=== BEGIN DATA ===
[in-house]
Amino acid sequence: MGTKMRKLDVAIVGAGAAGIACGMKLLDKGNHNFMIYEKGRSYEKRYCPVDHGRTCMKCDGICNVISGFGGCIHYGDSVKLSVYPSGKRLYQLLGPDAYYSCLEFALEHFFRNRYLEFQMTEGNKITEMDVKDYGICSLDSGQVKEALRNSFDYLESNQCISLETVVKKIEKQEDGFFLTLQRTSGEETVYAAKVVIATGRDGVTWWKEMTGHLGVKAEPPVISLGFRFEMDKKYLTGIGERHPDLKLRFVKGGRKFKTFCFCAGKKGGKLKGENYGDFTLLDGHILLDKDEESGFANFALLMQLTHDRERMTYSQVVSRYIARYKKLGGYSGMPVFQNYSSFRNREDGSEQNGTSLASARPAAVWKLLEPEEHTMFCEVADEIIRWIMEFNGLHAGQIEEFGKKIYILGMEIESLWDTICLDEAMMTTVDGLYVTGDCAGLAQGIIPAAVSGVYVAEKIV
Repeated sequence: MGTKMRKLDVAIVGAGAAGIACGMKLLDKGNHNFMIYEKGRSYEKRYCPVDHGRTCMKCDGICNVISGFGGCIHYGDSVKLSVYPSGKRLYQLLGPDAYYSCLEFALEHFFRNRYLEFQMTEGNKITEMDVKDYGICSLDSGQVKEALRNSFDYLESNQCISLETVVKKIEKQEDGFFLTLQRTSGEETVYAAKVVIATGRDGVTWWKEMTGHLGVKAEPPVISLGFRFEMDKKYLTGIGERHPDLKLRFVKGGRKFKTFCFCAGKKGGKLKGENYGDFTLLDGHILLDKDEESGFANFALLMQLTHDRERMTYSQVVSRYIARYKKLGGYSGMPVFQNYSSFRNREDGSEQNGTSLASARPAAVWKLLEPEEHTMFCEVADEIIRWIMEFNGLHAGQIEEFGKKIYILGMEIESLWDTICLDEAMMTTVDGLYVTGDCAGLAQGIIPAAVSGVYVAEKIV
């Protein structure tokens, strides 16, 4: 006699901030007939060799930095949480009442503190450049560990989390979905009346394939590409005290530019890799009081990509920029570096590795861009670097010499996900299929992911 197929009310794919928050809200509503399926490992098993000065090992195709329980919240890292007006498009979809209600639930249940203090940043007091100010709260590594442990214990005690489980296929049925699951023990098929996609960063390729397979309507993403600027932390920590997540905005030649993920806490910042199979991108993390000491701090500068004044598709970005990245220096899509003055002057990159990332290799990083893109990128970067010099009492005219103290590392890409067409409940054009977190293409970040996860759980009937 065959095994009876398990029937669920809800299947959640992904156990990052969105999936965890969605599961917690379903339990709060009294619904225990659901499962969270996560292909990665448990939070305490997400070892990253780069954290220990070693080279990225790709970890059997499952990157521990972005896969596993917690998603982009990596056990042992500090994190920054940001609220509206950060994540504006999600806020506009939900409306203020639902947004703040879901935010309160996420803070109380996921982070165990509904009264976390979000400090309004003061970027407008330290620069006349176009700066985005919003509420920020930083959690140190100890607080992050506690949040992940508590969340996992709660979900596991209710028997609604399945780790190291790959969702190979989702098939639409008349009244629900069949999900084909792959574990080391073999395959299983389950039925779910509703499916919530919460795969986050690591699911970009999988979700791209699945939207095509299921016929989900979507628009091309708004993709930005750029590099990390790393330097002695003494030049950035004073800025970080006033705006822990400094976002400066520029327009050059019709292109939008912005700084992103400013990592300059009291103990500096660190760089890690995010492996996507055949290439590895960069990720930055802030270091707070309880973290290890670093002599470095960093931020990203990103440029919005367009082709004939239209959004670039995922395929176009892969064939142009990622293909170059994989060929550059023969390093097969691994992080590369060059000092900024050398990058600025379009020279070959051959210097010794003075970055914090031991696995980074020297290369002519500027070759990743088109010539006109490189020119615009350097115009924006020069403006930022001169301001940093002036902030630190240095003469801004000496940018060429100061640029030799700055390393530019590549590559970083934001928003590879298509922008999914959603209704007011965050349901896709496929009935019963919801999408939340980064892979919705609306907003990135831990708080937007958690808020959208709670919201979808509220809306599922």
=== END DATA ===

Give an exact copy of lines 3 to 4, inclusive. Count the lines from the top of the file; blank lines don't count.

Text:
Repeated sequence: MGTKMRKLDVAIVGAGAAGIACGMKLLDKGNHNFMIYEKGRSYEKRYCPVDHGRTCMKCDGICNVISGFGGCIHYGDSVKLSVYPSGKRLYQLLGPDAYYSCLEFALEHFFRNRYLEFQMTEGNKITEMDVKDYGICSLDSGQVKEALRNSFDYLESNQCISLETVVKKIEKQEDGFFLTLQRTSGEETVYAAKVVIATGRDGVTWWKEMTGHLGVKAEPPVISLGFRFEMDKKYLTGIGERHPDLKLRFVKGGRKFKTFCFCAGKKGGKLKGENYGDFTLLDGHILLDKDEESGFANFALLMQLTHDRERMTYSQVVSRYIARYKKLGGYSGMPVFQNYSSFRNREDGSEQNGTSLASARPAAVWKLLEPEEHTMFCEVADEIIRWIMEFNGLHAGQIEEFGKKIYILGMEIESLWDTICLDEAMMTTVDGLYVTGDCAGLAQGIIPAAVSGVYVAEKIV
């Protein structure tokens, strides 16, 4: 006699901030007939060799930095949480009442503190450049560990989390979905009346394939590409005290530019890799009081990509920029570096590795861009670097010499996900299929992911 197929009310794919928050809200509503399926490992098993000065090992195709329980919240890292007006498009979809209600639930249940203090940043007091100010709260590594442990214990005690489980296929049925699951023990098929996609960063390729397979309507993403600027932390920590997540905005030649993920806490910042199979991108993390000491701090500068004044598709970005990245220096899509003055002057990159990332290799990083893109990128970067010099009492005219103290590392890409067409409940054009977190293409970040996860759980009937 065959095994009876398990029937669920809800299947959640992904156990990052969105999936965890969605599961917690379903339990709060009294619904225990659901499962969270996560292909990665448990939070305490997400070892990253780069954290220990070693080279990225790709970890059997499952990157521990972005896969596993917690998603982009990596056990042992500090994190920054940001609220509206950060994540504006999600806020506009939900409306203020639902947004703040879901935010309160996420803070109380996921982070165990509904009264976390979000400090309004003061970027407008330290620069006349176009700066985005919003509420920020930083959690140190100890607080992050506690949040992940508590969340996992709660979900596991209710028997609604399945780790190291790959969702190979989702098939639409008349009244629900069949999900084909792959574990080391073999395959299983389950039925779910509703499916919530919460795969986050690591699911970009999988979700791209699945939207095509299921016929989900979507628009091309708004993709930005750029590099990390790393330097002695003494030049950035004073800025970080006033705006822990400094976002400066520029327009050059019709292109939008912005700084992103400013990592300059009291103990500096660190760089890690995010492996996507055949290439590895960069990720930055802030270091707070309880973290290890670093002599470095960093931020990203990103440029919005367009082709004939239209959004670039995922395929176009892969064939142009990622293909170059994989060929550059023969390093097969691994992080590369060059000092900024050398990058600025379009020279070959051959210097010794003075970055914090031991696995980074020297290369002519500027070759990743088109010539006109490189020119615009350097115009924006020069403006930022001169301001940093002036902030630190240095003469801004000496940018060429100061640029030799700055390393530019590549590559970083934001928003590879298509922008999914959603209704007011965050349901896709496929009935019963919801999408939340980064892979919705609306907003990135831990708080937007958690808020959208709670919201979808509220809306599922």